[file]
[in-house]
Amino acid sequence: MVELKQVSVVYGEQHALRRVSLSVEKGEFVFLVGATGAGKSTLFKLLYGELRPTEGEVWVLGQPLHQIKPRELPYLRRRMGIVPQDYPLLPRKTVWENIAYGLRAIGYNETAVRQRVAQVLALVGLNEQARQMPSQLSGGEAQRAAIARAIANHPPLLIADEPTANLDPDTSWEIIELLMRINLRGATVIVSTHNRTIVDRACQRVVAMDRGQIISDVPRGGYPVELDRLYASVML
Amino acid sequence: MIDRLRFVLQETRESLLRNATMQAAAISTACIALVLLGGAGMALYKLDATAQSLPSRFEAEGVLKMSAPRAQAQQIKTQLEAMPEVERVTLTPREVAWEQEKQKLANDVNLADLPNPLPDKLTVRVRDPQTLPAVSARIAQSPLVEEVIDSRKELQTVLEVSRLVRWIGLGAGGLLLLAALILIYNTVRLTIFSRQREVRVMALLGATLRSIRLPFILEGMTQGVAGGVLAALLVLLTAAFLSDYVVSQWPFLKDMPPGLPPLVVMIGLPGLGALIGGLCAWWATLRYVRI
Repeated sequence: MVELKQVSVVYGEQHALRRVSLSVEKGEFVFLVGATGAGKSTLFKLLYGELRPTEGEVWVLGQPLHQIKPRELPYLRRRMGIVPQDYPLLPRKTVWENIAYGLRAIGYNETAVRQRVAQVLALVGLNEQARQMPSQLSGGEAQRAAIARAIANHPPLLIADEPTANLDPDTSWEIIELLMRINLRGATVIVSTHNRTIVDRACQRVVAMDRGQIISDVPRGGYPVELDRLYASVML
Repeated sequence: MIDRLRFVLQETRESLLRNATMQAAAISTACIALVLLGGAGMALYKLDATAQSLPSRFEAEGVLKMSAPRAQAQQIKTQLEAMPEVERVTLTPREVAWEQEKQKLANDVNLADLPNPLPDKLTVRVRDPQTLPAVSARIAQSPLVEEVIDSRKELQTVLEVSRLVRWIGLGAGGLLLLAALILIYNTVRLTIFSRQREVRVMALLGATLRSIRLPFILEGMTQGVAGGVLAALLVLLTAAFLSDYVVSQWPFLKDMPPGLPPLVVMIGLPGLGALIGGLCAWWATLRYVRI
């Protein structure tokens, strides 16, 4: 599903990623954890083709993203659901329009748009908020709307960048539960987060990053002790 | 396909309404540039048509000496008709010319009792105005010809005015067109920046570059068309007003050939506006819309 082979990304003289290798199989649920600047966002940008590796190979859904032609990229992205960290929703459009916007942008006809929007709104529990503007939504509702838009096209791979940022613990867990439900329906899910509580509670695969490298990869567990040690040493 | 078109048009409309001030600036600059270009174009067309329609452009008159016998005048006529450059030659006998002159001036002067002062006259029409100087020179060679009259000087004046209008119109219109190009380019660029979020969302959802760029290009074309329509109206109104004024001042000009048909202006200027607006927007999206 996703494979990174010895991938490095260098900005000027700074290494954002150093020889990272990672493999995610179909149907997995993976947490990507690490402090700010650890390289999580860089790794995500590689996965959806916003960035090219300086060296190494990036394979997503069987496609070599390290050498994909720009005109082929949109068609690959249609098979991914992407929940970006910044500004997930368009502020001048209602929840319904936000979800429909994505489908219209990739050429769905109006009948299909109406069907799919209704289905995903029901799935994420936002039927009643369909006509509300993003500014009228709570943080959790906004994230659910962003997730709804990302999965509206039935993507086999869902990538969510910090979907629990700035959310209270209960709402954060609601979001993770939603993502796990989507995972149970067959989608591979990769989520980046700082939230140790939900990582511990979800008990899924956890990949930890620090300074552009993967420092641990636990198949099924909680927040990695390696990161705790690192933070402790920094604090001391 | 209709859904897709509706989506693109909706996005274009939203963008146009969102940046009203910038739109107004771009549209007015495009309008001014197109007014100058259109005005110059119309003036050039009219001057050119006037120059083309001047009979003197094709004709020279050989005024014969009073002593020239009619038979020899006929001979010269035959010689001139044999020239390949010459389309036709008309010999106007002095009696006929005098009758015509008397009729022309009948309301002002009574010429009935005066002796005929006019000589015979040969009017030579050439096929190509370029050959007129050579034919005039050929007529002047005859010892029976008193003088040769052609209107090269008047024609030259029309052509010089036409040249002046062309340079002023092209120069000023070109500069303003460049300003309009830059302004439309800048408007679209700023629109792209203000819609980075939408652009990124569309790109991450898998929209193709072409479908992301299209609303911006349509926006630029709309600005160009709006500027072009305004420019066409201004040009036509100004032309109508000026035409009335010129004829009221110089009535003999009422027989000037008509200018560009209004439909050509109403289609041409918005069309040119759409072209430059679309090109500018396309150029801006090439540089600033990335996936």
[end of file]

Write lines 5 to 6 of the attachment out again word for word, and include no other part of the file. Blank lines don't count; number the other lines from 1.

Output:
Repeated sequence: MIDRLRFVLQETRESLLRNATMQAAAISTACIALVLLGGAGMALYKLDATAQSLPSRFEAEGVLKMSAPRAQAQQIKTQLEAMPEVERVTLTPREVAWEQEKQKLANDVNLADLPNPLPDKLTVRVRDPQTLPAVSARIAQSPLVEEVIDSRKELQTVLEVSRLVRWIGLGAGGLLLLAALILIYNTVRLTIFSRQREVRVMALLGATLRSIRLPFILEGMTQGVAGGVLAALLVLLTAAFLSDYVVSQWPFLKDMPPGLPPLVVMIGLPGLGALIGGLCAWWATLRYVRI
């Protein structure tokens, strides 16, 4: 599903990623954890083709993203659901329009748009908020709307960048539960987060990053002790 | 396909309404540039048509000496008709010319009792105005010809005015067109920046570059068309007003050939506006819309 082979990304003289290798199989649920600047966002940008590796190979859904032609990229992205960290929703459009916007942008006809929007709104529990503007939504509702838009096209791979940022613990867990439900329906899910509580509670695969490298990869567990040690040493 | 078109048009409309001030600036600059270009174009067309329609452009008159016998005048006529450059030659006998002159001036002067002062006259029409100087020179060679009259000087004046209008119109219109190009380019660029979020969302959802760029290009074309329509109206109104004024001042000009048909202006200027607006927007999206 996703494979990174010895991938490095260098900005000027700074290494954002150093020889990272990672493999995610179909149907997995993976947490990507690490402090700010650890390289999580860089790794995500590689996965959806916003960035090219300086060296190494990036394979997503069987496609070599390290050498994909720009005109082929949109068609690959249609098979991914992407929940970006910044500004997930368009502020001048209602929840319904936000979800429909994505489908219209990739050429769905109006009948299909109406069907799919209704289905995903029901799935994420936002039927009643369909006509509300993003500014009228709570943080959790906004994230659910962003997730709804990302999965509206039935993507086999869902990538969510910090979907629990700035959310209270209960709402954060609601979001993770939603993502796990989507995972149970067959989608591979990769989520980046700082939230140790939900990582511990979800008990899924956890990949930890620090300074552009993967420092641990636990198949099924909680927040990695390696990161705790690192933070402790920094604090001391 | 209709859904897709509706989506693109909706996005274009939203963008146009969102940046009203910038739109107004771009549209007015495009309008001014197109007014100058259109005005110059119309003036050039009219001057050119006037120059083309001047009979003197094709004709020279050989005024014969009073002593020239009619038979020899006929001979010269035959010689001139044999020239390949010459389309036709008309010999106007002095009696006929005098009758015509008397009729022309009948309301002002009574010429009935005066002796005929006019000589015979040969009017030579050439096929190509370029050959007129050579034919005039050929007529002047005859010892029976008193003088040769052609209107090269008047024609030259029309052509010089036409040249002046062309340079002023092209120069000023070109500069303003460049300003309009830059302004439309800048408007679209700023629109792209203000819609980075939408652009990124569309790109991450898998929209193709072409479908992301299209609303911006349509926006630029709309600005160009709006500027072009305004420019066409201004040009036509100004032309109508000026035409009335010129004829009221110089009535003999009422027989000037008509200018560009209004439909050509109403289609041409918005069309040119759409072209430059679309090109500018396309150029801006090439540089600033990335996936």